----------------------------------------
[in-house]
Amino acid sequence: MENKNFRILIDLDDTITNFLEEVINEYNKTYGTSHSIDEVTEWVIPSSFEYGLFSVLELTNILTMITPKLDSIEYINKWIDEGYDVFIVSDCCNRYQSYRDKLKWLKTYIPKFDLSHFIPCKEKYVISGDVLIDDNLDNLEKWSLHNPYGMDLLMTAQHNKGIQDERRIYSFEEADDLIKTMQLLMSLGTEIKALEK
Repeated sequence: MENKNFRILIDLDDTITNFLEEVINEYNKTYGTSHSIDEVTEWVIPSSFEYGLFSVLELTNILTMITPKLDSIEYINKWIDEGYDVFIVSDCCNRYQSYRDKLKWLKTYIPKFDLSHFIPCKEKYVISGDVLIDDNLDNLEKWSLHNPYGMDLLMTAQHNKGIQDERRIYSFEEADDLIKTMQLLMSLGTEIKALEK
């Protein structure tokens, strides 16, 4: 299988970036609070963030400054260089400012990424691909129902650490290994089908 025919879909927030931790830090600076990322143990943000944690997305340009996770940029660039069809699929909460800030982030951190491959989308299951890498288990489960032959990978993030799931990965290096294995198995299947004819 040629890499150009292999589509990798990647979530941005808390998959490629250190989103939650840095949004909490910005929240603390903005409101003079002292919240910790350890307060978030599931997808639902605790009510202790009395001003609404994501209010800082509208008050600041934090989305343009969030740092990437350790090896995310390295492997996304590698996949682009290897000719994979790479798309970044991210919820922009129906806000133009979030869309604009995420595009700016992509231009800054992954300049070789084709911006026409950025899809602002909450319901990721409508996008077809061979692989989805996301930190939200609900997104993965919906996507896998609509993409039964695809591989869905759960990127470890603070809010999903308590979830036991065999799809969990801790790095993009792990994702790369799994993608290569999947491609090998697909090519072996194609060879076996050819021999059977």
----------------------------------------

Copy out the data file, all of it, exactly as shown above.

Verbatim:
[in-house]
Amino acid sequence: MENKNFRILIDLDDTITNFLEEVINEYNKTYGTSHSIDEVTEWVIPSSFEYGLFSVLELTNILTMITPKLDSIEYINKWIDEGYDVFIVSDCCNRYQSYRDKLKWLKTYIPKFDLSHFIPCKEKYVISGDVLIDDNLDNLEKWSLHNPYGMDLLMTAQHNKGIQDERRIYSFEEADDLIKTMQLLMSLGTEIKALEK
Repeated sequence: MENKNFRILIDLDDTITNFLEEVINEYNKTYGTSHSIDEVTEWVIPSSFEYGLFSVLELTNILTMITPKLDSIEYINKWIDEGYDVFIVSDCCNRYQSYRDKLKWLKTYIPKFDLSHFIPCKEKYVISGDVLIDDNLDNLEKWSLHNPYGMDLLMTAQHNKGIQDERRIYSFEEADDLIKTMQLLMSLGTEIKALEK
């Protein structure tokens, strides 16, 4: 299988970036609070963030400054260089400012990424691909129902650490290994089908 025919879909927030931790830090600076990322143990943000944690997305340009996770940029660039069809699929909460800030982030951190491959989308299951890498288990489960032959990978993030799931990965290096294995198995299947004819 040629890499150009292999589509990798990647979530941005808390998959490629250190989103939650840095949004909490910005929240603390903005409101003079002292919240910790350890307060978030599931997808639902605790009510202790009395001003609404994501209010800082509208008050600041934090989305343009969030740092990437350790090896995310390295492997996304590698996949682009290897000719994979790479798309970044991210919820922009129906806000133009979030869309604009995420595009700016992509231009800054992954300049070789084709911006026409950025899809602002909450319901990721409508996008077809061979692989989805996301930190939200609900997104993965919906996507896998609509993409039964695809591989869905759960990127470890603070809010999903308590979830036991065999799809969990801790790095993009792990994702790369799994993608290569999947491609090998697909090519072996194609060879076996050819021999059977």